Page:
Sears' 'good life'
Sears, Roebuck & Co. is having some trouble translating its new branding tagline-"The good life at a great price. Guaranteed"-for its minority customers. Spanish-language agency Mendoza, Dillon & Asociados, Newport Beach, Calif., struggled for the right word to get across the concept "great." "Grandes" in Spanish can imply great big high prices. Instead, Sears settled for what translates as "The good life at an excellent price. Guaranteed." Gilbert Davila, Sears VP-multicultural and relationship marketing, says "excellent" had the added benefit of implying quality. For Asians, not all the solutions were as easy. "Guaranteed" has no equivalent in Chinese, and the Chinese also have no expressions for "good life." "It's still a work in progress," Davila says. "We have to make some variations." Kang & Lee, New York, is Sears' Asian agency.
HP to play up
Work is progressing quickly at Hewlett-Packard on its first global brand campaign under new CEO Carly Fiorina. HP is in creative development with Goodby, Silverstein & Partners, San Francisco, and is on track to deliver the campaign by Dec. 1, though the concept will circulate internally just before launch. Individuals close to the initiative say the campaign will position HP as a dynamic, cutting-edge company that's innovative, gets things done and does them well. The premise is HP as a performance company, with a theme something along the lines of "Performance through innovation." Creative will illustrate HP on the move as a fast company. No word on whether TV or print creative will launch first.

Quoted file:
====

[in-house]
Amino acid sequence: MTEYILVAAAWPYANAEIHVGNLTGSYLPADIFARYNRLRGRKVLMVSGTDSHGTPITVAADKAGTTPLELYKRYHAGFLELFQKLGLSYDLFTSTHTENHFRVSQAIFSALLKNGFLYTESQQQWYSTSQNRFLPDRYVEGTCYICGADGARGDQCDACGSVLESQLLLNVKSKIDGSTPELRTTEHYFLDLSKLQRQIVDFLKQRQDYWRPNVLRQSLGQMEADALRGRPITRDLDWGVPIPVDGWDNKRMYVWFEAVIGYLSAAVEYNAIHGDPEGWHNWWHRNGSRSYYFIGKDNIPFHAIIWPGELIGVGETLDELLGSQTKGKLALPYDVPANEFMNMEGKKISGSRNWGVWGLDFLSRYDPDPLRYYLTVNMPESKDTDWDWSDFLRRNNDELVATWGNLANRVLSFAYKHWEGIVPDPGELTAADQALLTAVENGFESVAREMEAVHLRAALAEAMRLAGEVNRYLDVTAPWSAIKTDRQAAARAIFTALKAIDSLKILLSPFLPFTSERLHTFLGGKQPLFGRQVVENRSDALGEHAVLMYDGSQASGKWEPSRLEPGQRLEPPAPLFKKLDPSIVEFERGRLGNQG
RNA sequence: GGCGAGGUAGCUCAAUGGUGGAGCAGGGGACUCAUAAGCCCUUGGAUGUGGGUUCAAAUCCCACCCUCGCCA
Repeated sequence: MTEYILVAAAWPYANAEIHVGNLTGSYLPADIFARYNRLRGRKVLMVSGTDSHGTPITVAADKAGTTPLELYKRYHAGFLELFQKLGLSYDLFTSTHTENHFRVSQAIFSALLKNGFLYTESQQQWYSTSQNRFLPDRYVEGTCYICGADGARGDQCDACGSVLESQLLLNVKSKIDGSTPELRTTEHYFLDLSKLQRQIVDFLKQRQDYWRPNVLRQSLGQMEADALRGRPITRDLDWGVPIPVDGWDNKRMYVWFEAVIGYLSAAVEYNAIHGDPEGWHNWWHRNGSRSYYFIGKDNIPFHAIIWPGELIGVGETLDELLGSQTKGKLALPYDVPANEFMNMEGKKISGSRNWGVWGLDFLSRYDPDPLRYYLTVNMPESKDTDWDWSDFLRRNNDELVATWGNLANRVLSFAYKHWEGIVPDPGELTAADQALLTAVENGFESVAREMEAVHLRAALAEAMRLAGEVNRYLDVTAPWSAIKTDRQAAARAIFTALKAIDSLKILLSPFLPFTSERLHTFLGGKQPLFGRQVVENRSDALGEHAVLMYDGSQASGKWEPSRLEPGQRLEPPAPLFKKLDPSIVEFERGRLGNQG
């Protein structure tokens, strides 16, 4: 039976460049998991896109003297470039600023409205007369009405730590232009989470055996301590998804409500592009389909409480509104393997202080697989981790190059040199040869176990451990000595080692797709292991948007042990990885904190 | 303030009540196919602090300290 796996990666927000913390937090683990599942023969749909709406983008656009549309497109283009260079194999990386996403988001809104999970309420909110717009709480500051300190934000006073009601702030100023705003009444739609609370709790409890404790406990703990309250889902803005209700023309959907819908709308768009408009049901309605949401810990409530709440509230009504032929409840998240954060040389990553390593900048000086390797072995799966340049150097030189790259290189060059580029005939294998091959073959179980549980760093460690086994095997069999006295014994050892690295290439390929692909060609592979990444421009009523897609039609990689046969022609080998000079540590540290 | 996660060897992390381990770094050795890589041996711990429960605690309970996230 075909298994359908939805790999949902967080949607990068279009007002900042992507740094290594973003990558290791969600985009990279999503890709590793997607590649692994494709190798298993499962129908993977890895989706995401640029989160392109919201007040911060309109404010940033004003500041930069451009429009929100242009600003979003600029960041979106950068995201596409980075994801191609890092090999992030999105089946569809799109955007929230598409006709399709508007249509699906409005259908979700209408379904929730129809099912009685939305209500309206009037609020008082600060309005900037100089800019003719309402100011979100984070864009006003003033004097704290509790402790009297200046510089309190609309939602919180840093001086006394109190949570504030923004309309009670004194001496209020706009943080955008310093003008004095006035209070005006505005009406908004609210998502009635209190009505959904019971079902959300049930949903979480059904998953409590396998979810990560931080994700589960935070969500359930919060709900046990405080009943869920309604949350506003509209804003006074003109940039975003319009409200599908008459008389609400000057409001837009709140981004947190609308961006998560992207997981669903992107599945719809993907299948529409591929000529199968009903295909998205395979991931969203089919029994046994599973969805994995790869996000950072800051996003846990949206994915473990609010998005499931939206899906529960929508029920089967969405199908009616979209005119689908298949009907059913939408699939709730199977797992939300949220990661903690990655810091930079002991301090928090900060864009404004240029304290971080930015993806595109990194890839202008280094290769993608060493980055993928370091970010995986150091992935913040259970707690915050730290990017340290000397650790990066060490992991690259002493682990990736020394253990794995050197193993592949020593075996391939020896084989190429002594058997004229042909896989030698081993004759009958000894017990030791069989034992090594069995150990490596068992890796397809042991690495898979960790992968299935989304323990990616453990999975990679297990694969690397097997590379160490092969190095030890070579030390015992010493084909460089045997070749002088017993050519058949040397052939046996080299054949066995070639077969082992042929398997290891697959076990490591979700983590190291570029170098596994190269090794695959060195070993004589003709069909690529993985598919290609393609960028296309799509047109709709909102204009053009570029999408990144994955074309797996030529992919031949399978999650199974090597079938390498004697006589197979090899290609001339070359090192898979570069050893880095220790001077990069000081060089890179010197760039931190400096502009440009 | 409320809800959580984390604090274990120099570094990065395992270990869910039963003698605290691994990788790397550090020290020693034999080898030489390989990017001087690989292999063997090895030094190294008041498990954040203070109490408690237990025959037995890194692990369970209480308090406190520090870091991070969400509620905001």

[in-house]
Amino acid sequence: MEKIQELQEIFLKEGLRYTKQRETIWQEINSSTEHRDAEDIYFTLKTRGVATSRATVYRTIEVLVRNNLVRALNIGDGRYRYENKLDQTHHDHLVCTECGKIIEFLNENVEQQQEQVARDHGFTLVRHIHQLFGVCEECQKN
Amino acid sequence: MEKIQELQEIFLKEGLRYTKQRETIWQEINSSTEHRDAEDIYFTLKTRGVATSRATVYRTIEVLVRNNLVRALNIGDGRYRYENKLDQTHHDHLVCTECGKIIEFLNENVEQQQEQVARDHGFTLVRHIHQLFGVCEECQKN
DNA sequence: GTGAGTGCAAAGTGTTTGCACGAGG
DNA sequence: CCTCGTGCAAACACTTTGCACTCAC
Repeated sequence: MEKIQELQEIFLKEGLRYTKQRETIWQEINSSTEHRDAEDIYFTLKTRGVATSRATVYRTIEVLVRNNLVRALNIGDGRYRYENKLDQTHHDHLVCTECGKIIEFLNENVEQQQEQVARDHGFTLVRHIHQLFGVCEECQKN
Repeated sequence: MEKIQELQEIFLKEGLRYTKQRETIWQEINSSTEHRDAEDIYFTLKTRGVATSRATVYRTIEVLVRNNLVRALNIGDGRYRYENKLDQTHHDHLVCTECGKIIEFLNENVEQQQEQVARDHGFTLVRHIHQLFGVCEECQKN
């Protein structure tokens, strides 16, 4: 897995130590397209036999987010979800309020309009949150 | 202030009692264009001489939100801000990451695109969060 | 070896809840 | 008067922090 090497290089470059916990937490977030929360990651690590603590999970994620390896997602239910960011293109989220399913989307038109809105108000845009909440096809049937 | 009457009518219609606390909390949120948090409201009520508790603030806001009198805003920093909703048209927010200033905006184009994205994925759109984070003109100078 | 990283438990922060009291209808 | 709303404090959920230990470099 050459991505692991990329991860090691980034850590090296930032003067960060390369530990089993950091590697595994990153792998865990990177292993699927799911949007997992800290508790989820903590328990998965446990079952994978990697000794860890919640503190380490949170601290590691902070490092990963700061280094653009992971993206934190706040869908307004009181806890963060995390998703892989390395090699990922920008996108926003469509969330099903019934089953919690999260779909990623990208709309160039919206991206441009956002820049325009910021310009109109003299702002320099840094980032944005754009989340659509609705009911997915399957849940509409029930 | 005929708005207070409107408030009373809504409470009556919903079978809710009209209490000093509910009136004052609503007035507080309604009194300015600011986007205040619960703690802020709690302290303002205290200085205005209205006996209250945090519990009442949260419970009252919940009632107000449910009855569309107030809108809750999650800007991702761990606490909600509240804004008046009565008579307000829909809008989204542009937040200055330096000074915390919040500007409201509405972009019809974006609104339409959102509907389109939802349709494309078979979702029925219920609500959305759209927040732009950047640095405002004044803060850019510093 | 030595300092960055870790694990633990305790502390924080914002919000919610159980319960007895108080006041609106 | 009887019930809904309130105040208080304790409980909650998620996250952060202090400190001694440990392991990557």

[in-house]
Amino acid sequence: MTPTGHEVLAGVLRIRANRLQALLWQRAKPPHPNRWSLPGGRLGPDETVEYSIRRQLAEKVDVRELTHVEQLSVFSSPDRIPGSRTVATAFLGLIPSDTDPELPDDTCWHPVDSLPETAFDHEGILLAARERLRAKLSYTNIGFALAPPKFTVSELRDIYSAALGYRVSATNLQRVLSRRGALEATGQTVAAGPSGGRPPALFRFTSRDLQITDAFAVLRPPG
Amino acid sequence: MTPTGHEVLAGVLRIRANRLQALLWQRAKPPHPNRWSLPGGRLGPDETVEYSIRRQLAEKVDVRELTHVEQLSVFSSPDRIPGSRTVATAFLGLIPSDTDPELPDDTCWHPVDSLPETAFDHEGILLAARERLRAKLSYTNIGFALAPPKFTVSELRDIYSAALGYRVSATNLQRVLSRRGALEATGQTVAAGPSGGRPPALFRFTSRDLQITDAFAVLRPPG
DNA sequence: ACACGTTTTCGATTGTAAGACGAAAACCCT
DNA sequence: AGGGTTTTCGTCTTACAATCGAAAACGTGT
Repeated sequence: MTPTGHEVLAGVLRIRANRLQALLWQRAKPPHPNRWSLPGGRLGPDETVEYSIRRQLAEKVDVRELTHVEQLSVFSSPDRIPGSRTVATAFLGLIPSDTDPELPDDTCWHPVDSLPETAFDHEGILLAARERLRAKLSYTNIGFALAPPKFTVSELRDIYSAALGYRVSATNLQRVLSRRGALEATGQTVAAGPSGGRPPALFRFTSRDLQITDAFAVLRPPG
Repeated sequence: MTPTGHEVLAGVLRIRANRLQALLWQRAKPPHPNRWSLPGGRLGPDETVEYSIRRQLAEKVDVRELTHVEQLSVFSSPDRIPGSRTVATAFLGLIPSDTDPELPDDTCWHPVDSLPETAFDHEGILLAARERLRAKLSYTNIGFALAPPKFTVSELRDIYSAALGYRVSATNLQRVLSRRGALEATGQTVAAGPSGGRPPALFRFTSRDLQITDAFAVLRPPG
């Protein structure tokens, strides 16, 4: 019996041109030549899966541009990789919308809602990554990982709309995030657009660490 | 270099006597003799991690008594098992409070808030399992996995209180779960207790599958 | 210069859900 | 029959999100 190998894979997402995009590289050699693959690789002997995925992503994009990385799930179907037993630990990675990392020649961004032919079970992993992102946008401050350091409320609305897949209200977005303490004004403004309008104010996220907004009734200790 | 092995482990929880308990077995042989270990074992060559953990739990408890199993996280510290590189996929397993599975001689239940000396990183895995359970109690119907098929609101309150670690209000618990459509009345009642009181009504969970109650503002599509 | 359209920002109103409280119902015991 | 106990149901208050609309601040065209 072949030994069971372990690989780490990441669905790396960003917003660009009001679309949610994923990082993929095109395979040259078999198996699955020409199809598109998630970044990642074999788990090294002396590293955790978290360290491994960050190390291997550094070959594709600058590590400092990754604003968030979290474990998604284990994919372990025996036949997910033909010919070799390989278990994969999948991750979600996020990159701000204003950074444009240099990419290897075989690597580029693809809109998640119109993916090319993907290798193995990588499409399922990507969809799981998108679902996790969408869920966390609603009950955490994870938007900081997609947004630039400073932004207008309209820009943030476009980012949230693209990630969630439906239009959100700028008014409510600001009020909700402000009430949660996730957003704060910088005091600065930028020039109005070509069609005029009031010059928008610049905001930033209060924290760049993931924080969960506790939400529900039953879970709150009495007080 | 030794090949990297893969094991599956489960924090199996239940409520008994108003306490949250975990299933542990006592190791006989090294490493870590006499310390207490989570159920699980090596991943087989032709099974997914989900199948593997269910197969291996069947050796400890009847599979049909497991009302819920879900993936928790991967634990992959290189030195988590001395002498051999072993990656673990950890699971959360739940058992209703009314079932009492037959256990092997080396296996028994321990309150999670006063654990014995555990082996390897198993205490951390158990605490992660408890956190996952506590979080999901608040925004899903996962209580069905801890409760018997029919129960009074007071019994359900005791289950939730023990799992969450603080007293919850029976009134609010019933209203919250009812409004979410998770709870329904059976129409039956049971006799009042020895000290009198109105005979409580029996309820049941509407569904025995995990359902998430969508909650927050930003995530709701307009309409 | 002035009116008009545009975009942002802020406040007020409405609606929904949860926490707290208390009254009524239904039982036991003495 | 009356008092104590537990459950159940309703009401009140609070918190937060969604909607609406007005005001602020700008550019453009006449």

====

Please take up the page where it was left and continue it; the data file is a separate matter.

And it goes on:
Cell block . . .
bands of gold
Fed up with the omnipresent devices, Red Ball Tiger instituted a "No cell phones" policy. The SF shop says the ban even applies to visiting clients, who must check their phones at the door. Cellu-addicts end up having to loiter outside, along with smokers, if they want to indulge their phone fixation. . . . The Chicago Advertising Federation is in the midst of its "Battle of the Advertising Bands" fund-raiser. Each competing band has at least one member who works at an agency or other ad-involved company. The final round is Nov. 4. "Adapalooza," now in its fifth year, raises money for the Off the Street Club, a youth organization that does good, but sometimes dangerous, work. Even as the fund-raiser was under way, the Off the Street Club was in the glare of the media when one of its workers was shot to death by a teen, according to authorities, as the worker urged the youth to quit a gang.
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